Sequential kidney–liver transplantation from the same living donor for lecithin cholesterol acyl transferase deficiency

Sarwat B. Ahmad, Michael Miller, Steven Hanish, Stephen T. Bartlett, William Hutson, Rolf N. Barth, John C. LaMattina

Research output: Contribution to journalArticlepeer-review

8 Scopus citations


Background: Lecithin cholesterol acyl transferase (LCAT) deficiency is a rare autosomal recessive disorder of lipoprotein metabolism that results in end-stage renal disease (ESRD) necessitating transplantation. As LCAT is produced in the liver, combined kidney and liver transplantation was proposed to cure the clinical syndrome of LCAT deficiency. Methods: A 29-year-old male with ESRD secondary to LCAT deficiency underwent a sequential kidney–liver transplantation from the same living donor (LD). One year following the kidney transplant, auxiliary partial orthotopic liver transplant (APOLT) of a left lateral segment from the same donor was performed. Results: At 5 years follow-up, there have been no major complications, readmissions, or rejection episodes. Serum lipid abnormalities recurred within the first year, but liver and kidney allograft function remains intact. Conclusion: Few cases of sequential transplantation from the same LD have been performed in adults. This is the first APOLT and multi-organ transplant performed for LCAT deficiency. Sequential organ transplant from the same LD for ESRD secondary to a metabolic disorder of the liver is feasible in adults and should be further investigated.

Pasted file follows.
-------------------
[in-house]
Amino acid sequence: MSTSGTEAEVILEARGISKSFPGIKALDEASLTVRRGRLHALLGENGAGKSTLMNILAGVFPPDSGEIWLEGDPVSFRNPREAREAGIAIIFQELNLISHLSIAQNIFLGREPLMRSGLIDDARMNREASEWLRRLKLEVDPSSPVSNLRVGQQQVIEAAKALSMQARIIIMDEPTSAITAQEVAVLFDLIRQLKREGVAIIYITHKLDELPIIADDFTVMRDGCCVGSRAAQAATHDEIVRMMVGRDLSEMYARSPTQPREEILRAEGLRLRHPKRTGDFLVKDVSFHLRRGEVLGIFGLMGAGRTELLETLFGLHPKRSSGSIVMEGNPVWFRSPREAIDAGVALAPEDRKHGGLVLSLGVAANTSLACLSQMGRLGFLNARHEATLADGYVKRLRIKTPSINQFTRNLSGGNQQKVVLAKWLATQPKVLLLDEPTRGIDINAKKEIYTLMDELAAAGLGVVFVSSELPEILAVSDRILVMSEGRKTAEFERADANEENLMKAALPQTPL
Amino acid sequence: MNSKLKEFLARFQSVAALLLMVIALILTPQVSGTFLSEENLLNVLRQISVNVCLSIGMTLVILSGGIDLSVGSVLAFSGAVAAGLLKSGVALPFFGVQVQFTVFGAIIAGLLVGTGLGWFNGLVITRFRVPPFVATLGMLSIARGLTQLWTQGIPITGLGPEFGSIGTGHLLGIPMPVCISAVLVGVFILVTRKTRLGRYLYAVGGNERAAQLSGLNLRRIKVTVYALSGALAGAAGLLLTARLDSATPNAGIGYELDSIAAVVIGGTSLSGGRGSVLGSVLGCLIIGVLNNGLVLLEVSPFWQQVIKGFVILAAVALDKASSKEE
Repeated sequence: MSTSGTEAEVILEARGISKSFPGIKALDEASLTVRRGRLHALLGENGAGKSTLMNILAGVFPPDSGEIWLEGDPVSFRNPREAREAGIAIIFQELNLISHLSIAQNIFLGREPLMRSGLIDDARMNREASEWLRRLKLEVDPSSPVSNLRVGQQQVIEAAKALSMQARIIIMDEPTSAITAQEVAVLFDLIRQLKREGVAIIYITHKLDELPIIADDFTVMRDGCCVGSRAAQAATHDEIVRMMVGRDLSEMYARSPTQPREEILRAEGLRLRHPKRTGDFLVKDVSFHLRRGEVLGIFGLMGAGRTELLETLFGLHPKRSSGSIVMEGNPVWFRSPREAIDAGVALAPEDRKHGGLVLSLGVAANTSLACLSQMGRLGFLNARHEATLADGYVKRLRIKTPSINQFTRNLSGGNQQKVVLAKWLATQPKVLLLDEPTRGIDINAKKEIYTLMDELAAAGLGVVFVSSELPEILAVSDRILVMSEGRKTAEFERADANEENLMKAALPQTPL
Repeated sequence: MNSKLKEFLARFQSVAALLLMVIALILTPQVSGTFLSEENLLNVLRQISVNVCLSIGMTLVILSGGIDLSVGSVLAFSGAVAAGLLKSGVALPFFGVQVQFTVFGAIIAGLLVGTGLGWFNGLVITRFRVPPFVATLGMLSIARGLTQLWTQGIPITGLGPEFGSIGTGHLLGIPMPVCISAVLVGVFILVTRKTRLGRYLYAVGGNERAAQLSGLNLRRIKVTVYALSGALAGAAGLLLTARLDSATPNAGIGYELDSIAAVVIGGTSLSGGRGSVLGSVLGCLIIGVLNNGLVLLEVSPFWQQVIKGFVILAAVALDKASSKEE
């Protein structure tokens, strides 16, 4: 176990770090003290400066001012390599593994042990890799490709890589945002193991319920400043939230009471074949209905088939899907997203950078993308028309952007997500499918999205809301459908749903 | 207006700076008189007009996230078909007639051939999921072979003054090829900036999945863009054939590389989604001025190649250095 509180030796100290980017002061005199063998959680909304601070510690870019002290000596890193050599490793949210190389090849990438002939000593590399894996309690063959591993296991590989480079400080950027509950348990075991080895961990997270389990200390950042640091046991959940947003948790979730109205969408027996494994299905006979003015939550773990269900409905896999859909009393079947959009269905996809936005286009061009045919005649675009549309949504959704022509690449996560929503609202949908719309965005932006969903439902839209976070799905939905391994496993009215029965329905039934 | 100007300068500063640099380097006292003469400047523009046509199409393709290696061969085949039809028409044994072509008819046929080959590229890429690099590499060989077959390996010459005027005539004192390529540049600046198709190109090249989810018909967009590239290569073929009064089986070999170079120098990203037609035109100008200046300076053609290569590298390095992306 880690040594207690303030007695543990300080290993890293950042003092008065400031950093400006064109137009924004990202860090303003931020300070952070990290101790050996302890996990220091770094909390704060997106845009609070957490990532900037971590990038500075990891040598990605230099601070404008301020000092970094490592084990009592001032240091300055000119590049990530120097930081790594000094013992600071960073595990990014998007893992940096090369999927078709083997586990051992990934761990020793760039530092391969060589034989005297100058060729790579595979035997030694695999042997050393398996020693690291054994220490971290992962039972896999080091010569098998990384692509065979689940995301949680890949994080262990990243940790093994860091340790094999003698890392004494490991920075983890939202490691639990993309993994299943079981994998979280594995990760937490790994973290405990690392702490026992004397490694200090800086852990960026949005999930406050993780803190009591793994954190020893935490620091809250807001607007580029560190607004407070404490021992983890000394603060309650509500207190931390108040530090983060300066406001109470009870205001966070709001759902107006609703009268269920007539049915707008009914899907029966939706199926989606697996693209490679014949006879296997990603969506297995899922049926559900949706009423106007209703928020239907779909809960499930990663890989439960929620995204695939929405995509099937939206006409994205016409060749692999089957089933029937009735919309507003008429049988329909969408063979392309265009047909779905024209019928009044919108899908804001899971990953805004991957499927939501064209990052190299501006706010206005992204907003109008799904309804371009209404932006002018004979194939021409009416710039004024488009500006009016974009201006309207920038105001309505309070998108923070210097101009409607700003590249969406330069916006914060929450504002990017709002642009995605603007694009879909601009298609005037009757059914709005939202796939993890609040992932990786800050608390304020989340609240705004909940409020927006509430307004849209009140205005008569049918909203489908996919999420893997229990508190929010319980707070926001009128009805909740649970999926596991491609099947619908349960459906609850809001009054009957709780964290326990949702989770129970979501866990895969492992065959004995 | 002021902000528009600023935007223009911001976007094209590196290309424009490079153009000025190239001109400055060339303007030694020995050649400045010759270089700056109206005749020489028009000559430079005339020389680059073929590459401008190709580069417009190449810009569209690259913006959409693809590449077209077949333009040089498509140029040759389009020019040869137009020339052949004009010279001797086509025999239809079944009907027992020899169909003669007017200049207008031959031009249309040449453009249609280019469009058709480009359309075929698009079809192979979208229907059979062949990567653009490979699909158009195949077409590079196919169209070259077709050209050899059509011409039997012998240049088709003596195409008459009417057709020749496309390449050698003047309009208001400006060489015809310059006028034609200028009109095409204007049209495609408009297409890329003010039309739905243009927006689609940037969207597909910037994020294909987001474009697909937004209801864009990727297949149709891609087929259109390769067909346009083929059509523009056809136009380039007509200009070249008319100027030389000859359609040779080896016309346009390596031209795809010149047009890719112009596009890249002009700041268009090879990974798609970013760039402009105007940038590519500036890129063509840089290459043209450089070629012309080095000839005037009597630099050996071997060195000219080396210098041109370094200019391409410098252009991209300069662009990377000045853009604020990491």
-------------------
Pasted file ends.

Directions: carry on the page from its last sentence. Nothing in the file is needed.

Original languageEnglish (US)
Pages (from-to)1370-1374
Number of pages5
JournalClinical Transplantation
Issue number10
StatePublished - Oct 1 2016
Externally publishedYes


  • auxiliary liver transplantation
  • kidney transplantation
  • liver transplantation
  • living donor transplantation
  • sequential organ transplant

ASJC Scopus subject areas

  • Transplantation


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